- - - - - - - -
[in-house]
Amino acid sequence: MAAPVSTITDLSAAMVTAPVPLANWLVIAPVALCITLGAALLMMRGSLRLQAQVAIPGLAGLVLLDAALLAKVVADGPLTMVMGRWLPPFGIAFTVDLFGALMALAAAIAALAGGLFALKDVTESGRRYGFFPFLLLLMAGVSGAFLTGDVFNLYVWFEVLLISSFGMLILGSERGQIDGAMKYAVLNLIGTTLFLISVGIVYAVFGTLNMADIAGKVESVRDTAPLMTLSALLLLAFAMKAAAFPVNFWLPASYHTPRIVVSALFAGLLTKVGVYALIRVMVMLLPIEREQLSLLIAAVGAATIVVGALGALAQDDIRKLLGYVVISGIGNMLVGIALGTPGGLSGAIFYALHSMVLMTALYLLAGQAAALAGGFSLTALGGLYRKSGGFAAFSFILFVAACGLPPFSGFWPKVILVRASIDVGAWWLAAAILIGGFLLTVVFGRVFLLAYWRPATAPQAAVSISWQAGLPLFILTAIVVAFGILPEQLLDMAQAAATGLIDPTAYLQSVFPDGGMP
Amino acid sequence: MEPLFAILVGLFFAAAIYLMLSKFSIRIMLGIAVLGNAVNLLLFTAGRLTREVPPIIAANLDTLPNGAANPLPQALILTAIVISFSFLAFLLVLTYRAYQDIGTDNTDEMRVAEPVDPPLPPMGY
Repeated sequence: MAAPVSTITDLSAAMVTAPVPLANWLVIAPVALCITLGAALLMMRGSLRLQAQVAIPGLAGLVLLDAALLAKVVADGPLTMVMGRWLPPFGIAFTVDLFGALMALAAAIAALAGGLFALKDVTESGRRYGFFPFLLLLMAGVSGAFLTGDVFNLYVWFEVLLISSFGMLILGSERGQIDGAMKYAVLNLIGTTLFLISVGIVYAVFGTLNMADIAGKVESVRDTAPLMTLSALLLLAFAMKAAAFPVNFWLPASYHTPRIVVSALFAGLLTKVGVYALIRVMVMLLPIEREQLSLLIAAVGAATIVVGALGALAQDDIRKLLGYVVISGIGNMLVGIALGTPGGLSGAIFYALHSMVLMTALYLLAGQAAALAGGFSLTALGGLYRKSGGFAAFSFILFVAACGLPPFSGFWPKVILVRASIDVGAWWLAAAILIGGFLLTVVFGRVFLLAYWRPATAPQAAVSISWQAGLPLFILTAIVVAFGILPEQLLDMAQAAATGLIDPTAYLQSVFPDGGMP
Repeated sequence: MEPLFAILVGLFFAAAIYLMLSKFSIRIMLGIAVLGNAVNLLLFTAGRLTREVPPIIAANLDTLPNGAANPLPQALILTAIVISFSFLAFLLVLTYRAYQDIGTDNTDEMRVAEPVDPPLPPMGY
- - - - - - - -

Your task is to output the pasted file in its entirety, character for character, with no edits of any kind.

[in-house]
Amino acid sequence: MAAPVSTITDLSAAMVTAPVPLANWLVIAPVALCITLGAALLMMRGSLRLQAQVAIPGLAGLVLLDAALLAKVVADGPLTMVMGRWLPPFGIAFTVDLFGALMALAAAIAALAGGLFALKDVTESGRRYGFFPFLLLLMAGVSGAFLTGDVFNLYVWFEVLLISSFGMLILGSERGQIDGAMKYAVLNLIGTTLFLISVGIVYAVFGTLNMADIAGKVESVRDTAPLMTLSALLLLAFAMKAAAFPVNFWLPASYHTPRIVVSALFAGLLTKVGVYALIRVMVMLLPIEREQLSLLIAAVGAATIVVGALGALAQDDIRKLLGYVVISGIGNMLVGIALGTPGGLSGAIFYALHSMVLMTALYLLAGQAAALAGGFSLTALGGLYRKSGGFAAFSFILFVAACGLPPFSGFWPKVILVRASIDVGAWWLAAAILIGGFLLTVVFGRVFLLAYWRPATAPQAAVSISWQAGLPLFILTAIVVAFGILPEQLLDMAQAAATGLIDPTAYLQSVFPDGGMP
Amino acid sequence: MEPLFAILVGLFFAAAIYLMLSKFSIRIMLGIAVLGNAVNLLLFTAGRLTREVPPIIAANLDTLPNGAANPLPQALILTAIVISFSFLAFLLVLTYRAYQDIGTDNTDEMRVAEPVDPPLPPMGY
Repeated sequence: MAAPVSTITDLSAAMVTAPVPLANWLVIAPVALCITLGAALLMMRGSLRLQAQVAIPGLAGLVLLDAALLAKVVADGPLTMVMGRWLPPFGIAFTVDLFGALMALAAAIAALAGGLFALKDVTESGRRYGFFPFLLLLMAGVSGAFLTGDVFNLYVWFEVLLISSFGMLILGSERGQIDGAMKYAVLNLIGTTLFLISVGIVYAVFGTLNMADIAGKVESVRDTAPLMTLSALLLLAFAMKAAAFPVNFWLPASYHTPRIVVSALFAGLLTKVGVYALIRVMVMLLPIEREQLSLLIAAVGAATIVVGALGALAQDDIRKLLGYVVISGIGNMLVGIALGTPGGLSGAIFYALHSMVLMTALYLLAGQAAALAGGFSLTALGGLYRKSGGFAAFSFILFVAACGLPPFSGFWPKVILVRASIDVGAWWLAAAILIGGFLLTVVFGRVFLLAYWRPATAPQAAVSISWQAGLPLFILTAIVVAFGILPEQLLDMAQAAATGLIDPTAYLQSVFPDGGMP
Repeated sequence: MEPLFAILVGLFFAAAIYLMLSKFSIRIMLGIAVLGNAVNLLLFTAGRLTREVPPIIAANLDTLPNGAANPLPQALILTAIVISFSFLAFLLVLTYRAYQDIGTDNTDEMRVAEPVDPPLPPMGY